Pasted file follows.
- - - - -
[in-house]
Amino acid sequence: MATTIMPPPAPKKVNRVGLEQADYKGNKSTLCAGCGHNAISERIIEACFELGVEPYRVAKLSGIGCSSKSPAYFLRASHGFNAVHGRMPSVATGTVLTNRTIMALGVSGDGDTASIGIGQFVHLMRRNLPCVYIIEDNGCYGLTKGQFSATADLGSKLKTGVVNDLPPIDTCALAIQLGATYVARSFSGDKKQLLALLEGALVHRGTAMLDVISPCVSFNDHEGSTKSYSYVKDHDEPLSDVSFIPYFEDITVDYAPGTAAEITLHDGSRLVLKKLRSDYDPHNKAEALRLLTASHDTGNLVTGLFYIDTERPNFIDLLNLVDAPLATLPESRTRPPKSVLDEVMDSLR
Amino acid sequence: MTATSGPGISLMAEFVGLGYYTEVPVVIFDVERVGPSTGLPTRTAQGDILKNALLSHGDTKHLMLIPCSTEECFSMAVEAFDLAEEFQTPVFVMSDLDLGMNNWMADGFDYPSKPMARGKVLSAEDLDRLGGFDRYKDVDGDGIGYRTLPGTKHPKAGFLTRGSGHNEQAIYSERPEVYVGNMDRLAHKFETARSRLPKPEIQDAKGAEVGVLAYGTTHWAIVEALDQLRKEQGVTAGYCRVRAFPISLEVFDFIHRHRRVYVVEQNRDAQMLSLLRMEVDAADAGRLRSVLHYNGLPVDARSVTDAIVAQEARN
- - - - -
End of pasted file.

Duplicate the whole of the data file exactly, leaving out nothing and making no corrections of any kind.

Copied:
[in-house]
Amino acid sequence: MATTIMPPPAPKKVNRVGLEQADYKGNKSTLCAGCGHNAISERIIEACFELGVEPYRVAKLSGIGCSSKSPAYFLRASHGFNAVHGRMPSVATGTVLTNRTIMALGVSGDGDTASIGIGQFVHLMRRNLPCVYIIEDNGCYGLTKGQFSATADLGSKLKTGVVNDLPPIDTCALAIQLGATYVARSFSGDKKQLLALLEGALVHRGTAMLDVISPCVSFNDHEGSTKSYSYVKDHDEPLSDVSFIPYFEDITVDYAPGTAAEITLHDGSRLVLKKLRSDYDPHNKAEALRLLTASHDTGNLVTGLFYIDTERPNFIDLLNLVDAPLATLPESRTRPPKSVLDEVMDSLR
Amino acid sequence: MTATSGPGISLMAEFVGLGYYTEVPVVIFDVERVGPSTGLPTRTAQGDILKNALLSHGDTKHLMLIPCSTEECFSMAVEAFDLAEEFQTPVFVMSDLDLGMNNWMADGFDYPSKPMARGKVLSAEDLDRLGGFDRYKDVDGDGIGYRTLPGTKHPKAGFLTRGSGHNEQAIYSERPEVYVGNMDRLAHKFETARSRLPKPEIQDAKGAEVGVLAYGTTHWAIVEALDQLRKEQGVTAGYCRVRAFPISLEVFDFIHRHRRVYVVEQNRDAQMLSLLRMEVDAADAGRLRSVLHYNGLPVDARSVTDAIVAQEARN